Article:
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January 8, 2014 Mystery Bags to Develop Observation and Inference Skills By Alycia Zimmerman
Grades PreK–K, 1–2, 3–5, 6–8

    Here’s an easy-to-teach science activity that builds science process skills in a playful context. Science Mystery Bags teaches students to use observations to develop inferences. (You can also easily connect it to literary inferencing as well, for a cross-curricular approach.) The lesson can be adapted to work for the youngest kindergarten scientists through middle school — my adaptation is geared towards upper elementary. And because the lesson focuses on science process skills rather than science content, you can use this activity regardless of your science curriculum or standards. Read and watch on for some ready-to-go science fun!

    Students love sleuthing out what might be in these sealed “mystery bags.” They are allowed to use touch, sound, and even smell to help them develop reasonable inferences about what’s in those befuddling bags. When I reveal the hidden objects, the accompanying cheers and groans are worthy of a Roman coliseum.



    Preparing Science Mystery Bags

    You don’t need fancy science materials or a lot of time to prep for this lesson. Paper lunch sacks and all of the random thingamabobs around your classroom will suffice. Here’s a quick video in which I introduce and talk about prepping this lesson (mobile users can access the video here). Or you can just jump to the materials list below.

    Materials Needed:

    • Opaque bags (such as paper lunch bags)

    • Stapler to seal the bags

    • Student recording data page

    • Small objects to hide in the bags such as:

      • Paperclips

      • Modeling clay or dough ball

      • Raisins

      • Coins

      • Paintbrushes

      • Beads

      • Birthday candles

      • Marshmallows

      • Chewing gum

      • Dice

      • Safety scissors


    Introducing Science Mystery Bags

    I make sure to lead a discussion about the differences between observing, inferring, and guessing, and how scientists continually revise their inferences as they get more observational data. I shake one sealed mystery bag in front of the students (filled with a cup of popped popcorn), and ask for inferences based on the noise. The quiet puffs don’t make a distinctive sound, so next I invite a few students to feel the bag. They notice that it’s lightweight and has multiple small lumps inside. It’s not until I invite the students to smell the bag (with it’s distinctive popcorn scent) that they begin hollering that it’s “totally, definitely popcorn!”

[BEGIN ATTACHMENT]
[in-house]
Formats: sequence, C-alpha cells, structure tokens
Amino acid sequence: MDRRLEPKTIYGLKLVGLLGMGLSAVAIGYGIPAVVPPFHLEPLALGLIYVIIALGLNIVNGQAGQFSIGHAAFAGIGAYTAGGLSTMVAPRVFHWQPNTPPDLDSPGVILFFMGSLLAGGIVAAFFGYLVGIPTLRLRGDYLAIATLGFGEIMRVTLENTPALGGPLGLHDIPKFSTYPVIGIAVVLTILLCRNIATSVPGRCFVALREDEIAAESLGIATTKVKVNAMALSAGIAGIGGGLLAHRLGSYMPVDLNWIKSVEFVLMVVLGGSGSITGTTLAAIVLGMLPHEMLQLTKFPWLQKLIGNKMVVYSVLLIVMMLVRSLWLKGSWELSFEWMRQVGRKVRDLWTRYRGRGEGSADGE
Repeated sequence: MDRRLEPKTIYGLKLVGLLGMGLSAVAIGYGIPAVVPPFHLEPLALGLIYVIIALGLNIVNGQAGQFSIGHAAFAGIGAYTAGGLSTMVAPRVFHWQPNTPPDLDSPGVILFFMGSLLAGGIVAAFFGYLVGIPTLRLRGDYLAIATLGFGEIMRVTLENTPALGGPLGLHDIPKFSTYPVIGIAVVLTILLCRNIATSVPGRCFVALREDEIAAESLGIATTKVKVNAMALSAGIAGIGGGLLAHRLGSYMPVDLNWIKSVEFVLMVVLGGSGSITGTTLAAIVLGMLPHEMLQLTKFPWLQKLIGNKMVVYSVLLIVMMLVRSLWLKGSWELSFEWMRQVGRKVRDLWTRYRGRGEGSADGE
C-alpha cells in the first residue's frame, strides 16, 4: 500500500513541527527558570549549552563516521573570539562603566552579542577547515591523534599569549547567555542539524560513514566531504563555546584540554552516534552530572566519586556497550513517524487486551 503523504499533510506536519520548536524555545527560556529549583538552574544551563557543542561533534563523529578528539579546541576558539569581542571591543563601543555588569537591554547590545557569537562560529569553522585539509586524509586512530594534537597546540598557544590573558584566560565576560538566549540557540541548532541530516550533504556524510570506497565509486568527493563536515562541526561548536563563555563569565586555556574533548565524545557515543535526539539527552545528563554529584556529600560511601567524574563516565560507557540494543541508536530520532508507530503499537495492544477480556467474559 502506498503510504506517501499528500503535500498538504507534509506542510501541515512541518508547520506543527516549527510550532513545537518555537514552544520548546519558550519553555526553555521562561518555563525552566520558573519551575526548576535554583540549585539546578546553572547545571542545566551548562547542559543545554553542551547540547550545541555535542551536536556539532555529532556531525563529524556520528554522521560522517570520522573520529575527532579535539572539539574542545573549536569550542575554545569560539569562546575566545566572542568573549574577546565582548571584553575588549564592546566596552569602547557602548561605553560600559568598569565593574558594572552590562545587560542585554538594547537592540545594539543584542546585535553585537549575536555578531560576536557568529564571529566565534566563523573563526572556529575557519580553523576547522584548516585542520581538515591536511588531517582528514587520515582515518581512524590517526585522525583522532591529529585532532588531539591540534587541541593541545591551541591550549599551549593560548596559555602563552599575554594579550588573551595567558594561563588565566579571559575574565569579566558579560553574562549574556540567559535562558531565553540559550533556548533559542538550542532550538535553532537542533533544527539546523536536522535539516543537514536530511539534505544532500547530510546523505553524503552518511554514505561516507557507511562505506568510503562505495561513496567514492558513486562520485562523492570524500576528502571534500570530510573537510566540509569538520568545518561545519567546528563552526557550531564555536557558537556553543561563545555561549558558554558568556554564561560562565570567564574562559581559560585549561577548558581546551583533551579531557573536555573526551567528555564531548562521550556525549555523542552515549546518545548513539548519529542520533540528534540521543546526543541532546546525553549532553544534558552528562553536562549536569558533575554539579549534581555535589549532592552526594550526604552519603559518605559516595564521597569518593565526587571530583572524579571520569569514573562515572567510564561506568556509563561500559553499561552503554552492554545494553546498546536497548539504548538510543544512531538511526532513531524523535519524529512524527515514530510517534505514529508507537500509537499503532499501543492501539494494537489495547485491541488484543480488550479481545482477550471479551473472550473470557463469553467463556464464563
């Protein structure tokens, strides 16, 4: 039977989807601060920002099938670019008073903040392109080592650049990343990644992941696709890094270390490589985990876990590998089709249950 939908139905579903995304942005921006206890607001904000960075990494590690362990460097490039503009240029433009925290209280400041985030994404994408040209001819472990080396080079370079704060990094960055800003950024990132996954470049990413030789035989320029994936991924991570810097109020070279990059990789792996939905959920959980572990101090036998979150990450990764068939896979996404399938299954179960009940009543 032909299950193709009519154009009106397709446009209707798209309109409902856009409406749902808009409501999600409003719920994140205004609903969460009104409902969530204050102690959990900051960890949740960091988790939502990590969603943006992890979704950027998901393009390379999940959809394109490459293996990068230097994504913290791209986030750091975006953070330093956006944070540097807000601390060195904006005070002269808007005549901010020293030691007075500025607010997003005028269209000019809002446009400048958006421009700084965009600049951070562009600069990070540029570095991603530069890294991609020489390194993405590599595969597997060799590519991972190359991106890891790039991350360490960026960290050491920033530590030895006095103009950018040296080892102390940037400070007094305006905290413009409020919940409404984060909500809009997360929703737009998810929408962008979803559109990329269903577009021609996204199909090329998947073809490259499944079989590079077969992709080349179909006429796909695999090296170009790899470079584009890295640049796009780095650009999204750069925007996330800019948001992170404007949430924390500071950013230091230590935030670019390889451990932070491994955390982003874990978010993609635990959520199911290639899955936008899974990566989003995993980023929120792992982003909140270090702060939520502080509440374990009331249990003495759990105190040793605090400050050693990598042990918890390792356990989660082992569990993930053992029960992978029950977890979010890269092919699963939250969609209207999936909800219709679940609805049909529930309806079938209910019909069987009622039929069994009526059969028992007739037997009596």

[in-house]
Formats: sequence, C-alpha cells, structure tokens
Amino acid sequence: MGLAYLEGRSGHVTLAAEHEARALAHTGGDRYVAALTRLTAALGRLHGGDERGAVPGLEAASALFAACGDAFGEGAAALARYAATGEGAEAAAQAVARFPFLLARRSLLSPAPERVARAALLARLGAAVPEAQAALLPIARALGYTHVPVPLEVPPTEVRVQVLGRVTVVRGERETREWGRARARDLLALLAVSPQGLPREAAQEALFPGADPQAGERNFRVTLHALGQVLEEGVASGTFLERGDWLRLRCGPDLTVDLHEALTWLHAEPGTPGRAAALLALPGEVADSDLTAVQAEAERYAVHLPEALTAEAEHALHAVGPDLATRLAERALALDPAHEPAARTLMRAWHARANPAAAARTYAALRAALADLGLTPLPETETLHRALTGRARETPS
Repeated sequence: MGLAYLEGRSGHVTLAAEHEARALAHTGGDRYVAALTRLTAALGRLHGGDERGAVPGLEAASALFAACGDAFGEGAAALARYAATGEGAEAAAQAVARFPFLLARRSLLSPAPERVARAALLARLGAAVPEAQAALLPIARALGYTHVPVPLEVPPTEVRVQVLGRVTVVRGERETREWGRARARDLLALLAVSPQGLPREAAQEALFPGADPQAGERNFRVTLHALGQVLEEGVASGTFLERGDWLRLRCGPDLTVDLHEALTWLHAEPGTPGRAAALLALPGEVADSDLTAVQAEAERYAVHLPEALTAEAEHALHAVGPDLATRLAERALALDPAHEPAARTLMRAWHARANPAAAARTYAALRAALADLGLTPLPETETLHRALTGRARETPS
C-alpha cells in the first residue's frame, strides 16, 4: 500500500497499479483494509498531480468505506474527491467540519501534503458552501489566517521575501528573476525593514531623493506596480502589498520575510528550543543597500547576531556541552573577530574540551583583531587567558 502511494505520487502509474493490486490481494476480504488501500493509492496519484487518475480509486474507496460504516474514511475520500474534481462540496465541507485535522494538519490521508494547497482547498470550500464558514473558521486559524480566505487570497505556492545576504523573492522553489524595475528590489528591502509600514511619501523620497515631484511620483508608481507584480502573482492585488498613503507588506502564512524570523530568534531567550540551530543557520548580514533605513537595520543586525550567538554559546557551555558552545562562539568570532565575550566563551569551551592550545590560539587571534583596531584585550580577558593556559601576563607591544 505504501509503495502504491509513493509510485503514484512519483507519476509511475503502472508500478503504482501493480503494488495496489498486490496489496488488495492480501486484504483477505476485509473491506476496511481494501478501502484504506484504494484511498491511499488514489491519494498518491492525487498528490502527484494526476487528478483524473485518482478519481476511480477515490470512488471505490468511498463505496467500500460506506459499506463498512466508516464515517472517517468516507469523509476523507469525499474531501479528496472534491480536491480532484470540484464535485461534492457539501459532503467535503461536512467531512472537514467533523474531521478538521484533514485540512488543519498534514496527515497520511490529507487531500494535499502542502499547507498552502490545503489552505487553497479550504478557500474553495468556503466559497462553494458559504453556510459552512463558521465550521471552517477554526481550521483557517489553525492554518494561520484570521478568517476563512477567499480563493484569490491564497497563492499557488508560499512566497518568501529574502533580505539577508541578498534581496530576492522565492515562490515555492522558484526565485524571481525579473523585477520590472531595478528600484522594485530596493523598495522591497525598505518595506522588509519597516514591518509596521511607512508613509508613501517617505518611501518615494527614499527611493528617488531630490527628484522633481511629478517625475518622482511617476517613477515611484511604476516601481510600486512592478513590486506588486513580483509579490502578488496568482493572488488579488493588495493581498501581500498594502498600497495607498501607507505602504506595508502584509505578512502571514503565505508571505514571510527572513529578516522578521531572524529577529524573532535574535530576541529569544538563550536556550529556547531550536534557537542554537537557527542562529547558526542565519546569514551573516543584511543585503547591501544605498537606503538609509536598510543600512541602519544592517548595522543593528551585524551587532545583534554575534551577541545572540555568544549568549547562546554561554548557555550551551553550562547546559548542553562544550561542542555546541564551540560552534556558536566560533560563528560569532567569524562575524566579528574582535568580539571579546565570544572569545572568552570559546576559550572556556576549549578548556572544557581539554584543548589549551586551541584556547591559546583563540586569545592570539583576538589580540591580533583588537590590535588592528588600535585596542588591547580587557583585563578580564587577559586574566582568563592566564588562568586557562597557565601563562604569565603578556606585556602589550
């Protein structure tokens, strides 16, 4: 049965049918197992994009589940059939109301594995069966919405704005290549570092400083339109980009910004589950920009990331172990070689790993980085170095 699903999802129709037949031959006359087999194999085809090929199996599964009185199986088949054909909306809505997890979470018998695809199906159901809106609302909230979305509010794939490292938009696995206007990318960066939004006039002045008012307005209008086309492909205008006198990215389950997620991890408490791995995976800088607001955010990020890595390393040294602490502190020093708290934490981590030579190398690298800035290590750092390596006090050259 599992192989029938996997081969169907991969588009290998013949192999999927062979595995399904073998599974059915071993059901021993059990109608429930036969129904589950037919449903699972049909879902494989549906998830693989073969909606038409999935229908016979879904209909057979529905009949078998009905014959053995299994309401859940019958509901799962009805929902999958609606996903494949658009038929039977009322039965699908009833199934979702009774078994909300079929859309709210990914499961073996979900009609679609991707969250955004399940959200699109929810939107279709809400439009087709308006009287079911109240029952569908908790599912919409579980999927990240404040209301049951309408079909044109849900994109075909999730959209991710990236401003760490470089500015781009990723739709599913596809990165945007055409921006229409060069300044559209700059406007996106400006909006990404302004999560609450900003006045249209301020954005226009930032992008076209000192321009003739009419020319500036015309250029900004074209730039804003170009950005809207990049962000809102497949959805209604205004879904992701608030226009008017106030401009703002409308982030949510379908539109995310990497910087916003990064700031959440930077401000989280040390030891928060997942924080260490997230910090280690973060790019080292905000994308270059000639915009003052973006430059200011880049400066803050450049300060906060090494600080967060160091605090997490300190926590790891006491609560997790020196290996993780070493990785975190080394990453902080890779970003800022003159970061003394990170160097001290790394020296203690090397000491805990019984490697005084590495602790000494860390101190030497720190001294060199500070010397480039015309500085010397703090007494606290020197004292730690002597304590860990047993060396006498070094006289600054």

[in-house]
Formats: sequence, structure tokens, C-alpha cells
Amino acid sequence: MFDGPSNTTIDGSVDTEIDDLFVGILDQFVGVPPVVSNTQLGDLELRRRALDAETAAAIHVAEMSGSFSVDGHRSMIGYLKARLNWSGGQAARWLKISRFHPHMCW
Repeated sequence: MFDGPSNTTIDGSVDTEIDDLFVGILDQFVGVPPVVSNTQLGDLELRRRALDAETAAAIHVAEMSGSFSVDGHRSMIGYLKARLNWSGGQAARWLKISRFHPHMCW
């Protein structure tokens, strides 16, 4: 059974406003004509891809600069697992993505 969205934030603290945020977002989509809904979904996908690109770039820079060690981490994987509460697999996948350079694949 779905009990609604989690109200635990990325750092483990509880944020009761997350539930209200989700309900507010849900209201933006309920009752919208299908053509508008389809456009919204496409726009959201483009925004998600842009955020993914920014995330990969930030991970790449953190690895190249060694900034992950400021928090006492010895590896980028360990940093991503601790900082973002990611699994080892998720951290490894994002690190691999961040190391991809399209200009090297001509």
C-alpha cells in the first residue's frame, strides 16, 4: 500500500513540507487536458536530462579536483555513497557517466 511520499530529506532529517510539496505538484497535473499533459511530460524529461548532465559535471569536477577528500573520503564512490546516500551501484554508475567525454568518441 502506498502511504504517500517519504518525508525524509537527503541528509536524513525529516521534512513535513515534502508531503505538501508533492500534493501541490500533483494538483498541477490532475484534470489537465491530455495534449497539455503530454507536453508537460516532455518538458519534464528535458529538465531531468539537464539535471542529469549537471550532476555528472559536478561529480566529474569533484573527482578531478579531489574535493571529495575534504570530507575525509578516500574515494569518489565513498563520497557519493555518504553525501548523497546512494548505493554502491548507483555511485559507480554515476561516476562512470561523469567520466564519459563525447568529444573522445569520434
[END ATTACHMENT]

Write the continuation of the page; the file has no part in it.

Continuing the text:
Science Mystery Bags in Action

    We use interactive science notebooks in my classroom, so my students glue their data-recording page into their notebooks. I put two bags on each of the five tables in my classroom, and I allow the students to investigate the bags for two minutes before I flash the lights and have the students move in a clockwise direction to the next table. (I have the students move rather than passing the bags, because movement is healthy, keeps the kids on their toes, and keeps the bags from getting mixed up.)

    Here’s a video of what it looks like in action and of some of my students explaining their work. Mobile users can access the video here.

    Download the Mystery Bag Recording Page


    Wait! Who has Time to Teach Science?!

    So, I’m biased. Science is my favorite subject to teach, (umm, along with math . . . and reading — oh, and writing!). Seriously, science is naturally adventurous and students somehow wake up during science explorations in a way that they rarely do during other subjects. If you teach science in your classroom, you know that focused liveliness I’m talking about. If you don’t yet teach science, I implore you to give it a try, even though you have a thousand other things you’re supposed to fit into your school day. Not only does it pay huge dividends in student engagement, it gets kids thinking rigorously, creatively, and constructively with relatively little effort on our parts. No, it’s not the ELA or math our kids get tested on in the spring. But I’ll argue that hands-on/minds-on science is a mental alarm clock that will get your students thinking more across the board — even when answering ELA and math multiple choice questions.


    The Next Step: Investigating Ice Balloons

    After we work on observations and inferences, I next teach a lesson about scientific curiosity and questions. My students develop investigable questions about ice balloons. You can read more about that science activity in my blog post Asking Questions Like a Scientist: An Ice Balloon Exploration. Here is a new printable I created this year for the Ice Balloon Exploration. The first page is for the students to sort their own questions, and the second page has the students cut, sort, and glue scientific questions.

    Investigating Ice Balloons Sorting My Questions

    Want updates about my latest blog posts and classroom resources? Follow me on Facebook or Twitter! And I'd love to hear what you think about this lesson. Please share your thoughts, questions, and suggestions in the comments section below!


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